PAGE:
I just had a problem on a test related to Euler’s Line theorem, (Euler Line Theorem: The orthocenter H, the circumcenter O, and the centroid G of any triangle are collinear. Furthermore, G is between H and O (unless the triangle is equilateral, in which case the three points coincide) and HG = 2GO.) On the test problem, the professor gave us diagram of a triangle with three points in the interior of the triangle. The question said,
“Use the following diagram to prove synthetically that the circumcenter O, the centroid G, and the orthocenter H of a triangle are collinear.” Nobody in the class got full credit on it. He said it should be done this way: Draw a line segment from O to G, and extend it such that OG=1/2 GH. Then prove that H is the orthocenter. This didn’t sit well with me, and I don’t know what to think about his method.
Instead of a proof by contradiction, it seems like a proof by, I don’t know, acceptance? Accept that what you are trying to prove is true, then use half of what the theorem says to work backwards to prove something in the given. Is this a valid way to prove something? I have never heard of this, and it seems like it wouldn’t always be robust.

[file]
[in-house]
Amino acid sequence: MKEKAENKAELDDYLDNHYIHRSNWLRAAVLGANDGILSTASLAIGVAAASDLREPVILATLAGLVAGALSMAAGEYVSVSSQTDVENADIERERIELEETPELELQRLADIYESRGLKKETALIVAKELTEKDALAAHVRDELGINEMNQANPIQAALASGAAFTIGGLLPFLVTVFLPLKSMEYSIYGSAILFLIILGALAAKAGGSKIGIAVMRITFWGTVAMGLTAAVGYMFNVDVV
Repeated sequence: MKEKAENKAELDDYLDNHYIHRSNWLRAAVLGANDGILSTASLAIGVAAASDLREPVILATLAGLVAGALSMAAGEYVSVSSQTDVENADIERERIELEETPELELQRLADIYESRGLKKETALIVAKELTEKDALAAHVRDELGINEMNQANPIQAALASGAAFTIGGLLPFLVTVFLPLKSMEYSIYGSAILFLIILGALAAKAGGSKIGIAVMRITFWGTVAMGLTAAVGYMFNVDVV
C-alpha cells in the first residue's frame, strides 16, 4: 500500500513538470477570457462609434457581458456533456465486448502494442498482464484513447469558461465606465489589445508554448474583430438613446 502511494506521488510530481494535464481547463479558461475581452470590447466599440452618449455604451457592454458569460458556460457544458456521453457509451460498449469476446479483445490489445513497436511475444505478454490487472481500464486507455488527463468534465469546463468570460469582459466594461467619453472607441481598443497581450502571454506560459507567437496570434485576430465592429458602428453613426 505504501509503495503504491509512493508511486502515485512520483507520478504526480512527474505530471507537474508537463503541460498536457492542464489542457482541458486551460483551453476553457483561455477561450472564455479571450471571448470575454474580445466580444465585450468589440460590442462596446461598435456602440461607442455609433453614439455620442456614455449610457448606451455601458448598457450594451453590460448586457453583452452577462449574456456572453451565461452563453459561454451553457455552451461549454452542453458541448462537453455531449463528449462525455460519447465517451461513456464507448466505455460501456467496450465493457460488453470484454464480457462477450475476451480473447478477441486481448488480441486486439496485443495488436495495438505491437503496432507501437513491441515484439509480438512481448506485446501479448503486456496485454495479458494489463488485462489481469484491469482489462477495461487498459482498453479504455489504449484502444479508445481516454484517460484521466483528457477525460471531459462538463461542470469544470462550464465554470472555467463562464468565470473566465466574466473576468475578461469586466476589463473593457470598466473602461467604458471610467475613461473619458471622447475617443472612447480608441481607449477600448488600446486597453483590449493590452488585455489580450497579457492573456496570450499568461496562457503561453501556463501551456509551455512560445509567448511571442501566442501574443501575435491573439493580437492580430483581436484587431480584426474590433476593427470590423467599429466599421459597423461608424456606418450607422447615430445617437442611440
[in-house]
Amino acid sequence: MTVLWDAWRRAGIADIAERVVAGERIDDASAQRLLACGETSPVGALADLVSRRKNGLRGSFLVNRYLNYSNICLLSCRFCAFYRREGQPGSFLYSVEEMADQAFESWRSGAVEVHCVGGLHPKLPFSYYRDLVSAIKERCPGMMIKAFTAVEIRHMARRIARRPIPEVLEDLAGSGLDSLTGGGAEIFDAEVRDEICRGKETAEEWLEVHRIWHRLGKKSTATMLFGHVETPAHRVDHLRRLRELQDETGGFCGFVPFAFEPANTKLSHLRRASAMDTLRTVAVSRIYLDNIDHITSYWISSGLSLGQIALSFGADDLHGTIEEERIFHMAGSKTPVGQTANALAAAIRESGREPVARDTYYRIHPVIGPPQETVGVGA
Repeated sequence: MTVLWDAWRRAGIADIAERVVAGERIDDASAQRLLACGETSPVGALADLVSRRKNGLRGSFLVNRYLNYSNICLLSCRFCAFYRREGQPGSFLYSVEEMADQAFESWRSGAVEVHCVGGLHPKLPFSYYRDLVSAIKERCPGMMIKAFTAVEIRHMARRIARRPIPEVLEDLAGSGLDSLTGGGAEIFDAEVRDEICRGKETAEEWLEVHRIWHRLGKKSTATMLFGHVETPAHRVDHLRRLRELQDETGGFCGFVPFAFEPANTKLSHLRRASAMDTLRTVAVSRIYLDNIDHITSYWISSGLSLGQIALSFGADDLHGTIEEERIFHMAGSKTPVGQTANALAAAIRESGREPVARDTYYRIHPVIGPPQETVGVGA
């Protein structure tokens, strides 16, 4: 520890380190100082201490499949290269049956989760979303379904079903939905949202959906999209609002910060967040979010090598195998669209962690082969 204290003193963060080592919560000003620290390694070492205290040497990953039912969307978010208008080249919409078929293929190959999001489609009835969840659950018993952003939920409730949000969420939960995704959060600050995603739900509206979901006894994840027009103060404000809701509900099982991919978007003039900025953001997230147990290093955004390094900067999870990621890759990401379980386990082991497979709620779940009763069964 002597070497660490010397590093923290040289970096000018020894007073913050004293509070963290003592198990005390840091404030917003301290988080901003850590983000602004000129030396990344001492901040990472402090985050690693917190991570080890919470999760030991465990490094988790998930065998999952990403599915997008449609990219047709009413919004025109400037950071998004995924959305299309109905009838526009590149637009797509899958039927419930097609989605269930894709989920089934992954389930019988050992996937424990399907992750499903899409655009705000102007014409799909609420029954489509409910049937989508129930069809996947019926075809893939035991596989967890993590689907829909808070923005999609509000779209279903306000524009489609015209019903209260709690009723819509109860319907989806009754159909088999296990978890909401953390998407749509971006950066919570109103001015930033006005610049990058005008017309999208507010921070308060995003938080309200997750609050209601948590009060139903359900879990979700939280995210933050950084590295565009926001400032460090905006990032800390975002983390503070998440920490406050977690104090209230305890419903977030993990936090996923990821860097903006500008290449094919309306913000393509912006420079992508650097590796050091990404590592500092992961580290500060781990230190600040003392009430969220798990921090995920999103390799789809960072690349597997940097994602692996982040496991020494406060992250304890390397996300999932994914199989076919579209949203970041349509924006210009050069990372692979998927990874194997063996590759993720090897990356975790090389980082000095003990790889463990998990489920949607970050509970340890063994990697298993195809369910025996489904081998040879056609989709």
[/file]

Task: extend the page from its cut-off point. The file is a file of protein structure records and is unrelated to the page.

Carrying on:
It rubs me the wrong way to be trying to prove that 3 points are collinear, and then your first step is to draw them so that they are collinear. It seems like a circular argument, although in the end he proved that H was the orthocenter. I like ending with what I am trying to prove, but maybe I am not right here.
Given the theorem, it seems like you are accepting that half of it is true, constructing them in this manner. If you are using half of the proof, why wouldn’t it be valid to accept the whole thing is true and say, “By the Euler Line theorem, these three points are collinear.”
Any help would be greatly appreciated. This is really nagging at me.